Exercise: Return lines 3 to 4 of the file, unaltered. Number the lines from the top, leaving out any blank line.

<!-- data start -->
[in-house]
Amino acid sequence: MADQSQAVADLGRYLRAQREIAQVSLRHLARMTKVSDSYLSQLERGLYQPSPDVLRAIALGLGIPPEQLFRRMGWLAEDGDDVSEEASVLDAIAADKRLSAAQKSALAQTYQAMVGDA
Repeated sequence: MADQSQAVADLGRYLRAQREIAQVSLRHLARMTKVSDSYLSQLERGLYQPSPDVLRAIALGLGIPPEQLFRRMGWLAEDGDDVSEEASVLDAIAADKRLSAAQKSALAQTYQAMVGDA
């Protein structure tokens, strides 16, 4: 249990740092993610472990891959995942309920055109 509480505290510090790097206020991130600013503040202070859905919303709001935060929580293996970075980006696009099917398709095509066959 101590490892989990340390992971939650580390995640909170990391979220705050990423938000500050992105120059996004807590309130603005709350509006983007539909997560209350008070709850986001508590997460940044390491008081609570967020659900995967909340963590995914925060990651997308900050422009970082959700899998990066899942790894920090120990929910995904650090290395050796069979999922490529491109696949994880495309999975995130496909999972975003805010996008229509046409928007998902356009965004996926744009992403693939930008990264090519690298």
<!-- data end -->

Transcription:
Repeated sequence: MADQSQAVADLGRYLRAQREIAQVSLRHLARMTKVSDSYLSQLERGLYQPSPDVLRAIALGLGIPPEQLFRRMGWLAEDGDDVSEEASVLDAIAADKRLSAAQKSALAQTYQAMVGDA
């Protein structure tokens, strides 16, 4: 249990740092993610472990891959995942309920055109 509480505290510090790097206020991130600013503040202070859905919303709001935060929580293996970075980006696009099917398709095509066959 101590490892989990340390992971939650580390995640909170990391979220705050990423938000500050992105120059996004807590309130603005709350509006983007539909997560209350008070709850986001508590997460940044390491008081609570967020659900995967909340963590995914925060990651997308900050422009970082959700899998990066899942790894920090120990929910995904650090290395050796069979999922490529491109696949994880495309999975995130496909999972975003805010996008229509046409928007998902356009965004996926744009992403693939930008990264090519690298």